Ashley L. Voss looks at Corinne May Botz’s exploration of the strange world of standardized patient interactions.
Originally published on Pelican Bomb.
Within a sterile environment, a patient awaits with empty eyes. Maintaining correct distance from the subject, a doctor nervously recites a series of questions. The patient, knowingly guiding the discussion, provides answers to fill the gaps within the narrative. Welcome to the hauntingly familiar world of standardized-patient (SP) simulations. SPs are professional medical actors trained to present particular sets of symptoms in order to help medical students improve their diagnostic skills and bedside manner.
Engaging this strange training ground, artist Corinne May Botz’s Bedside Manner is an 18-minute video and a series of photographs that examines the performative aspects of doctor-patient interactions to parse issues relating to empathy and authenticity. Intrigued by the dynamics of SP simulations and inspired by neurologist and writer Alice W. Flaherty’s work, Botz began a year-long process in 2012 to secure permission to access clinical skills centers throughout New York City. Botz contacted Flaherty and asked her to participate in the documentary project with the intention of exploring the performative aspects of medicine—Flaherty appears as herself and in the role of multiple standardized patients.
It wasn’t until the editing process that Botz became aware of the film’s focus naturally shifting to incorporate more of Flaherty’s personal history. In the film we learn Flaherty’s interest in understanding the roles within the medical field stems from the lack of empathy displayed by her obstetrician upon the death of her premature twins. Playing multiple roles within the film, Flaherty learns how to be a patient in order to help other doctors incorporate compassion into their practice.
The video begins with the drawing of a curtain to reveal a behind-the-scenes view of a medical center. With this simple action, Botz directs attention to the viewer’s own presence, which is similar to that of a medical professor observing SP interactions through a one-way mirror. In these simulations, both doctor (medical student) and patient (SP) are aware they are being observed while playing specific roles, however, they are instructed to “suspend disbelief and rehearse for trauma.”
Flaherty first plays the role of a patient with delirium while a montaged series of medical students attempt to properly diagnose her. The ritual gestures and phrases of these interactions are seemingly robotic: a sanitized handshake to develop rapport, a depersonalizing white lab coat to establish authority, and rehearsed hand motions to correspond with inquiries. Common clinical questions are recited—a doctor asks, “Do you use any illicit drugs?” to which Flaherty replies, “I don’t think I would tell you if I did.” Insecurities ensue as the doctors’ patience and qualifications are tested.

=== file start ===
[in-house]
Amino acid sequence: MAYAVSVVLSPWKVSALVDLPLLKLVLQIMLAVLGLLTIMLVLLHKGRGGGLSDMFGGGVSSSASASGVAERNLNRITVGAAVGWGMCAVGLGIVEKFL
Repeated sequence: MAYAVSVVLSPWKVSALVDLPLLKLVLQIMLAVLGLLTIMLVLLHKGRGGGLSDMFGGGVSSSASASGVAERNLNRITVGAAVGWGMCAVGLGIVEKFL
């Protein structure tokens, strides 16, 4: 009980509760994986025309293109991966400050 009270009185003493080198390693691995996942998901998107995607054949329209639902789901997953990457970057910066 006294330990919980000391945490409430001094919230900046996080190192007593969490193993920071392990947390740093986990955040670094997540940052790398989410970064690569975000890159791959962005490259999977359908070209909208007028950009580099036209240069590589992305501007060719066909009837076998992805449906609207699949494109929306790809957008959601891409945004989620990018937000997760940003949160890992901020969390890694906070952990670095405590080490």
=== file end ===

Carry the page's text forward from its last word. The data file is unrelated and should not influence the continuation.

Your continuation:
These tense scripted interactions transition into improvisation, making the encounters feel relatable. Nervous mannerisms displayed during the doctors’ performances underscore the process of becoming a professional in the medical field. Doctors need to convince patients they are more competent than they may sometimes feel, since they have the authority to decide what is relevant for proper treatment. The vivid reversal of the traditional medical gaze in the SP interactions—patient examining doctor—emphasizes the isolation and anxiety a patient could feel when relying on someone else to interpret their body for them.
The video regularly reminds viewers of their presence by emphasizing the sterile architecture of medical complexes and the intense physical and psychological realities of these structures. Moments are monitored to the beat of a blinking red light emitting from a surveillance camera. Curtains shift in subtle acknowledgment. A mysterious tunnel between the one-way mirror is used to pass written messages, eliminating the communicative distance between the observer and the doctor-patient performance.
In contrast to the video, the photographic works in Bedside Manner often focus on the standardized patients. Without the explicit context provided by the video, many of the photographs appear at first to be journalistic portraits of patients and not of actors in an SP setting. The burden of the clinical gaze prevails as patients are on display. A woman wearing a navy medical gown grasps her legs in Lori, 2014. A painting of a doctor with clasped hands hangs on the wall behind her, bitterly emphasizing the patient’s longing to be helped. Here, she seems to be just another medical subject, brightly lit on her side of the one-way mirror. Unable to discern patient from SP, viewers are prompted to question how acting affects their everyday lives. Assuming various roles is a method people use to communicate and empathize—and ultimately a path toward understanding each other.